The good old murder mystery – saviour of the train/bus/plane/cab traveller, the gang of which I was a temporary member a couple of days ago on my flight. My mum took me to the nearby bookstore to pick out a tried-and-true classic Agatha Christie, called the Seven Dials Mystery.
This story was published in 1929 and my edition contains an interesting section by the editor on Christie and classism. Christie has been criticised for being rather a dodgy judge on elitist issues in England.
The novel concerns a group of rich layabouts whose practical joke goes rather awry. It’s not a spoiler if I say there’s a murder cause seriously! – my readers are not bonzos – and there’s some rather dodgy and somewhat forced romance happening between utterly mismatched bonzos that you didn’t even see forming… I frankly didn’t agree with any of the romances. It felt like it distracted from the main point of the story. It is an interesting initial plot setup most certainly – in your average Christie manor house – but quickly dwindles into eyebrow-arching moments where I was kind of left thinking ‘well, I didn’t see that coming because I wasn’t really given the opportunity to figure it out!’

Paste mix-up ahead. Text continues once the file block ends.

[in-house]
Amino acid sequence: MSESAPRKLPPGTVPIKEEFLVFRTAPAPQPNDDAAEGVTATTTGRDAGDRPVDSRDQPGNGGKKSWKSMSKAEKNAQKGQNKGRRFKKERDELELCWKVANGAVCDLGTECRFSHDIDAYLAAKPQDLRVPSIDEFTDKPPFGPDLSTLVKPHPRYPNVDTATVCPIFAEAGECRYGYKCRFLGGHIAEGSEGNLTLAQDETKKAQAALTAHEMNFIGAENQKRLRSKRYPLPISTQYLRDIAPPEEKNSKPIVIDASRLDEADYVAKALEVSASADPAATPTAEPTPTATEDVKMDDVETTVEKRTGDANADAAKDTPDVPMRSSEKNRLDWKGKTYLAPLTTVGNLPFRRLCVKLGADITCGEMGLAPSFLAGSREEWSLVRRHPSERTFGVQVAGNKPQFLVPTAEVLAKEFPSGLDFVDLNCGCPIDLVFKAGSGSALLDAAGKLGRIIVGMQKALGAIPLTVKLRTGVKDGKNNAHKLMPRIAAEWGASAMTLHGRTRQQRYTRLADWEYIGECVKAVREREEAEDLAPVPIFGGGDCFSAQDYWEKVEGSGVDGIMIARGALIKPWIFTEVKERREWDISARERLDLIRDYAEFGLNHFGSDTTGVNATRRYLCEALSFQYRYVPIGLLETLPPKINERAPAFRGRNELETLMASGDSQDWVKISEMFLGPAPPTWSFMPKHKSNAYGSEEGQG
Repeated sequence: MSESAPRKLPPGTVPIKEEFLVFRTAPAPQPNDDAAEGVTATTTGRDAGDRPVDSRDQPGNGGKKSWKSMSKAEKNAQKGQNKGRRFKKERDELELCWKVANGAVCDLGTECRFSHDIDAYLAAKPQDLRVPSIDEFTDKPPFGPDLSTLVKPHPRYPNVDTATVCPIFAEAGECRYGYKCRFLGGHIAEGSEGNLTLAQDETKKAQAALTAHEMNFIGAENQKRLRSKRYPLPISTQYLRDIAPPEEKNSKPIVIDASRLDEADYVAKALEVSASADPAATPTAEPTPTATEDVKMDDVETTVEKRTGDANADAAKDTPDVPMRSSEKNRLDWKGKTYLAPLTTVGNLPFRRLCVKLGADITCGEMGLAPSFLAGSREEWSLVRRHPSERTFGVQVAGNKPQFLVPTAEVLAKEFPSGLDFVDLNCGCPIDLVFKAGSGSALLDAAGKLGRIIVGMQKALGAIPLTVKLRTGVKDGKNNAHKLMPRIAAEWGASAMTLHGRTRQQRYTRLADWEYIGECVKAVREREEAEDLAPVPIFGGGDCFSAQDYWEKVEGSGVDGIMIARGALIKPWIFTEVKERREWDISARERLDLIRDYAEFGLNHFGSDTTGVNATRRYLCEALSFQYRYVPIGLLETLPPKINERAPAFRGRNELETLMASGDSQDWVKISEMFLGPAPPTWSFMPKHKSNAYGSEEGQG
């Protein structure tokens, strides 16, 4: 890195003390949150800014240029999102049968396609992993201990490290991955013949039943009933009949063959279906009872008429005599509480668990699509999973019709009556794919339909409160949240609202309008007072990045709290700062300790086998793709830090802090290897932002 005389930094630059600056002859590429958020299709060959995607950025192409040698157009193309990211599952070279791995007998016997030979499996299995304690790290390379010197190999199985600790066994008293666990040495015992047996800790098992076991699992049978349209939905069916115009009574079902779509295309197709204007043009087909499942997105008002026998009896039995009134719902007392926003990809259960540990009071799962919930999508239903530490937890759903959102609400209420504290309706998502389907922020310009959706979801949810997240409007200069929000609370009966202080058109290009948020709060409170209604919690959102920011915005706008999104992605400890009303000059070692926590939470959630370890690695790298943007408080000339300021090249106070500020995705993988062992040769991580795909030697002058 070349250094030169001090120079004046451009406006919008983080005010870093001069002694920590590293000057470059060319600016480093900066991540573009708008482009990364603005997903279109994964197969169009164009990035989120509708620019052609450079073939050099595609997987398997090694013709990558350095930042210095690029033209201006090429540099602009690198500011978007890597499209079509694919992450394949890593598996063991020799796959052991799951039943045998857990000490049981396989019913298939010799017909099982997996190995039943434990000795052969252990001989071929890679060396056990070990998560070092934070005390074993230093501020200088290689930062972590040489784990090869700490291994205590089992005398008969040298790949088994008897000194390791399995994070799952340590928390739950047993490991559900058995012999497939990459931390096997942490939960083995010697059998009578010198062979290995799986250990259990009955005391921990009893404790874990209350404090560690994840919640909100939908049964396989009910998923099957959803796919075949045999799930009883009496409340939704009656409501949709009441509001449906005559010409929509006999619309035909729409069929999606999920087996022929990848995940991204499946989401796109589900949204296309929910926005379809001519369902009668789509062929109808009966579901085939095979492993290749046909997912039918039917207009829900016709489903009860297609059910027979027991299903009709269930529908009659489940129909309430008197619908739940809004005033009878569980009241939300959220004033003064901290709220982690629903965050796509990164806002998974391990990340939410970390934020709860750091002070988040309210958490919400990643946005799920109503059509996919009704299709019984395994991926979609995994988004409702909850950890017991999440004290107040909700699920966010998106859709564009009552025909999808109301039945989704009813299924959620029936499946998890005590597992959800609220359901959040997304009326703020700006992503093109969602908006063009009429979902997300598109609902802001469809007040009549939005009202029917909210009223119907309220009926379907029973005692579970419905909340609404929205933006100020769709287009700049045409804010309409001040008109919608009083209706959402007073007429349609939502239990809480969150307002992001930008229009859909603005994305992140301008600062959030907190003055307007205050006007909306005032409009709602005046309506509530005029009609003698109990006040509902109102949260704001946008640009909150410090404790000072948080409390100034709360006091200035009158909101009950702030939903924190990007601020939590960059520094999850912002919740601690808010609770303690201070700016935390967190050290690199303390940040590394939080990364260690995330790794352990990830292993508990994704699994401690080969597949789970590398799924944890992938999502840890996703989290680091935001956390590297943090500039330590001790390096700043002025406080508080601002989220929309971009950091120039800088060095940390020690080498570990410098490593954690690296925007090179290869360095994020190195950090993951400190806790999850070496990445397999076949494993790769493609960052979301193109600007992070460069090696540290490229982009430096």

That above comment applies to the romances even. Seriously – the pairings were unnecessary, unexpected and rather forced. Kind of like ‘when a boy meets a girl….’
It did pass the time however – a big tick in my box for what constitutes a great whodunnit paperback! It is rather a thriller than a murder problem where the reader is left at the mercy of the characters. It’s definitely not dull – as I pointed out it’s a plot worthy of Christie indeed, and the lazy layabouts are just as interesting and colourful as ever on their own. My particular favourite was the eccentric Lady ‘Bundle’.
Overall this isn’t really Christie’s finest work/ Sad Cypress or The Big Four still remain my favourite works of hers. Where the Seven Dials lacks in plot finesse however, it makes up in some interesting character developments. The characters are all rather likeable in the -turn-up-my-nose at the Eton-educated-loveable-cousin kind of way; but since this IS a whodunnit…I kind of want to be able to follow the trail of clues towards the endgame. But for a plane-trip paperback, or a lazy afternoon read (nothing too challenging) this is a nice choice and is a pleasant enough read.